2. My wife and I have made many similar observations of people here in Seoul. Often crowded subway cars are silent because everyone is plugged into some sort of device. It makes me think twice about the amount of technology I allow my children to have(We’re one of the last hold-outs on cell phones. We have them but our teenage kids do not-they get one of ours when they go out). My fear is that education won’t be enough when it comes to tech etiquette. The lure of the easy distraction will take the place of the sometimes awkward, sometimes difficult conversation. Here’s to hoping education wins.

  3. Hi Emily, opening a can of worms? All parents take out ipods and ipads when kids are on the verge of melt downs – it’s the perfect distraction. My daughter the other day was crying because she was in trouble and instantly asked for the ipod. That’s pushing it, right. It is all about etiquette. And we as parents should keep setting the right examples. We need to find a balance. It’s okay to play on the ipod/ipad once in a while but there needs to be a limit. And I think this is what most parents want. We have digital natives running on the loose but we want them to be able to have a conversation and to talk about their thoughts and feelings. Isn’t it the same in schools? Isn’t this what teachers want? What education wants?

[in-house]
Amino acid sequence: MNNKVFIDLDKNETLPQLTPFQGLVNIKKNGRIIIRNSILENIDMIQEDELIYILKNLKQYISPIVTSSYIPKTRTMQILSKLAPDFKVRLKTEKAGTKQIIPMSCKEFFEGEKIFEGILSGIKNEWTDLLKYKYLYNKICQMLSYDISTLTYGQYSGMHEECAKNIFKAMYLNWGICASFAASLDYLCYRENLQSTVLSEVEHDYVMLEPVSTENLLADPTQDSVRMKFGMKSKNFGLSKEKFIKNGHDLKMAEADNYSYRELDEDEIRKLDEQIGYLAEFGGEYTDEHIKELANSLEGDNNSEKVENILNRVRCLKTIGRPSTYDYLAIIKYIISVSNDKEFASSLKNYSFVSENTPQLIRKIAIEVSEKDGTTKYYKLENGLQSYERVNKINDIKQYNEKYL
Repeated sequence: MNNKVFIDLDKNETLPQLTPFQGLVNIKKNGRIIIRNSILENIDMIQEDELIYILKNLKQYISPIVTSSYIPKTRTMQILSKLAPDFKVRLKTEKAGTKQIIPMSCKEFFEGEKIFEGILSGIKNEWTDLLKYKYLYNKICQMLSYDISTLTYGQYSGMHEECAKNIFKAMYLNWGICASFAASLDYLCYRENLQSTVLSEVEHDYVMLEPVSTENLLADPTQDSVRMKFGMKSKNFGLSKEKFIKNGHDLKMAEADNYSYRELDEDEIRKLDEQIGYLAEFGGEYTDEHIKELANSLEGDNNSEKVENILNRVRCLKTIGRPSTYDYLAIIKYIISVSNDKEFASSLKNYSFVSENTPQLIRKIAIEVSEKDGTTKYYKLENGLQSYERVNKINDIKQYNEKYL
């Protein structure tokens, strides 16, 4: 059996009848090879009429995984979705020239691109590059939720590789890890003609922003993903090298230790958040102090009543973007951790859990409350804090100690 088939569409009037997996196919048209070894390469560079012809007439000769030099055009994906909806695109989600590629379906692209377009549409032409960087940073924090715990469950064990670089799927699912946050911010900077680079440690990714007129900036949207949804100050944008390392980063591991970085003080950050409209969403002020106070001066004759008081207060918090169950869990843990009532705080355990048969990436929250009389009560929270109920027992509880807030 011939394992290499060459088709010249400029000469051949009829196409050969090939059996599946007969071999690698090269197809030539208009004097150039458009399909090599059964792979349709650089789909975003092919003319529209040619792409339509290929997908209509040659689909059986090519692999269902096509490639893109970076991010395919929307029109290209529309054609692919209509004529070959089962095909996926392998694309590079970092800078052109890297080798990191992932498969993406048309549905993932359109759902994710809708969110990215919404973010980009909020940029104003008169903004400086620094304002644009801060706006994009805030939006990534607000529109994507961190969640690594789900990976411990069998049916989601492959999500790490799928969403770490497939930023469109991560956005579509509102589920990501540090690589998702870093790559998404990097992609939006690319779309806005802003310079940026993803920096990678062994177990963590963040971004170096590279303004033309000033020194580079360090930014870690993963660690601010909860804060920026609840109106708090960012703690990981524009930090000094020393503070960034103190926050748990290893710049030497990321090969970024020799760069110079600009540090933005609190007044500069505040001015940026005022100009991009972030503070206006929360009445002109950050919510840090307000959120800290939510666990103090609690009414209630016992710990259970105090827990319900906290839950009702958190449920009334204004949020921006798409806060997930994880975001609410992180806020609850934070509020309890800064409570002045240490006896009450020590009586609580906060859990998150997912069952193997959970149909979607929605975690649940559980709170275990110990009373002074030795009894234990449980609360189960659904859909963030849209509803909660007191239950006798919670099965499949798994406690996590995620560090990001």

But, in order to do so, we need to think about where teaching digital etiquette fits into our current curriculum. I believe we would have to drop something else in order to give it a fair place within education. Something will have to give.
    I like what Michelle mentioned about having DYKNOW (link to dyknow.com) on the teachers’ computers. Something I’d like to bring up at our school meetings.

  4. Thanks for that blog post, Emily. I see the same thing all the time here in Singapore on the MRT or on the bus on my way to work. I think it was you the other night during our BigMarker chat who mentioned the Thai television commercial Disconnect to Reconnect. That was such a beautiful commercial and really made me reflect about myself and the number of times I’ve checked my email at the dinner table and my husband has given me a “look”. I agree with you wholeheartedly about teaching our students to place value on etiquette when it comes to using digital devices. Being a “21st Century Learner” means so much more than just teaching kids how to use devices – we also need to teach them balance and when and how to disconnect, being good role models of this ourselves!